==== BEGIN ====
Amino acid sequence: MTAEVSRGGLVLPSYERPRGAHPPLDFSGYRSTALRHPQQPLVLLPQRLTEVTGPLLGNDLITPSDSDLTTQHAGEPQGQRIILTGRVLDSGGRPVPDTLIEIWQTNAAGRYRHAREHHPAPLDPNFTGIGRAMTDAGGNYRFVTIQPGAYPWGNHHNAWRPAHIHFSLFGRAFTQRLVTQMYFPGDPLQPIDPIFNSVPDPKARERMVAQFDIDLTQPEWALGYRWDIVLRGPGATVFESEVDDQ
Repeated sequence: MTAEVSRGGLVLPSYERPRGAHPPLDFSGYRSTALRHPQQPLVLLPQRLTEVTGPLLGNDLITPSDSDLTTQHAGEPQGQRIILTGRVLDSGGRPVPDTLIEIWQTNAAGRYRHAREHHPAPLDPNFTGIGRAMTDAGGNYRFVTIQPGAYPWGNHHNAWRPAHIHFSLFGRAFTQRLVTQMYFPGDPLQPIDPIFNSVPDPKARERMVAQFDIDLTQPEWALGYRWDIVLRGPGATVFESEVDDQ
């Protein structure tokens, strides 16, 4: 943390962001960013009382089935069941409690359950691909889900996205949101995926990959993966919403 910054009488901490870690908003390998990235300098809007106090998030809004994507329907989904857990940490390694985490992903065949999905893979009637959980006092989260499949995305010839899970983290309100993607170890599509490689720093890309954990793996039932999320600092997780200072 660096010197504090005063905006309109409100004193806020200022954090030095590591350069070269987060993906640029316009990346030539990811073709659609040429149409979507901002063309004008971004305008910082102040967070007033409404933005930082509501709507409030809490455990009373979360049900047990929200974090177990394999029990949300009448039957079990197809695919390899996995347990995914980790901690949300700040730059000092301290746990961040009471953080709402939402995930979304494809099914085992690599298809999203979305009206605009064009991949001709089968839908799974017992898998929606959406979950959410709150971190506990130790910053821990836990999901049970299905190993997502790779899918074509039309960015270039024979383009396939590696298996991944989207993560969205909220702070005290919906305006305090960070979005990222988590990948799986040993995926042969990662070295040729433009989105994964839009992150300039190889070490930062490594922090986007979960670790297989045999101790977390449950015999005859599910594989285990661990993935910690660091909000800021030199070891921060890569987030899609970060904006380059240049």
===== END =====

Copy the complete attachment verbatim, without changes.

Amino acid sequence: MTAEVSRGGLVLPSYERPRGAHPPLDFSGYRSTALRHPQQPLVLLPQRLTEVTGPLLGNDLITPSDSDLTTQHAGEPQGQRIILTGRVLDSGGRPVPDTLIEIWQTNAAGRYRHAREHHPAPLDPNFTGIGRAMTDAGGNYRFVTIQPGAYPWGNHHNAWRPAHIHFSLFGRAFTQRLVTQMYFPGDPLQPIDPIFNSVPDPKARERMVAQFDIDLTQPEWALGYRWDIVLRGPGATVFESEVDDQ
Repeated sequence: MTAEVSRGGLVLPSYERPRGAHPPLDFSGYRSTALRHPQQPLVLLPQRLTEVTGPLLGNDLITPSDSDLTTQHAGEPQGQRIILTGRVLDSGGRPVPDTLIEIWQTNAAGRYRHAREHHPAPLDPNFTGIGRAMTDAGGNYRFVTIQPGAYPWGNHHNAWRPAHIHFSLFGRAFTQRLVTQMYFPGDPLQPIDPIFNSVPDPKARERMVAQFDIDLTQPEWALGYRWDIVLRGPGATVFESEVDDQ
């Protein structure tokens, strides 16, 4: 943390962001960013009382089935069941409690359950691909889900996205949101995926990959993966919403 910054009488901490870690908003390998990235300098809007106090998030809004994507329907989904857990940490390694985490992903065949999905893979009637959980006092989260499949995305010839899970983290309100993607170890599509490689720093890309954990793996039932999320600092997780200072 660096010197504090005063905006309109409100004193806020200022954090030095590591350069070269987060993906640029316009990346030539990811073709659609040429149409979507901002063309004008971004305008910082102040967070007033409404933005930082509501709507409030809490455990009373979360049900047990929200974090177990394999029990949300009448039957079990197809695919390899996995347990995914980790901690949300700040730059000092301290746990961040009471953080709402939402995930979304494809099914085992690599298809999203979305009206605009064009991949001709089968839908799974017992898998929606959406979950959410709150971190506990130790910053821990836990999901049970299905190993997502790779899918074509039309960015270039024979383009396939590696298996991944989207993560969205909220702070005290919906305006305090960070979005990222988590990948799986040993995926042969990662070295040729433009989105994964839009992150300039190889070490930062490594922090986007979960670790297989045999101790977390449950015999005859599910594989285990661990993935910690660091909000800021030199070891921060890569987030899609970060904006380059240049």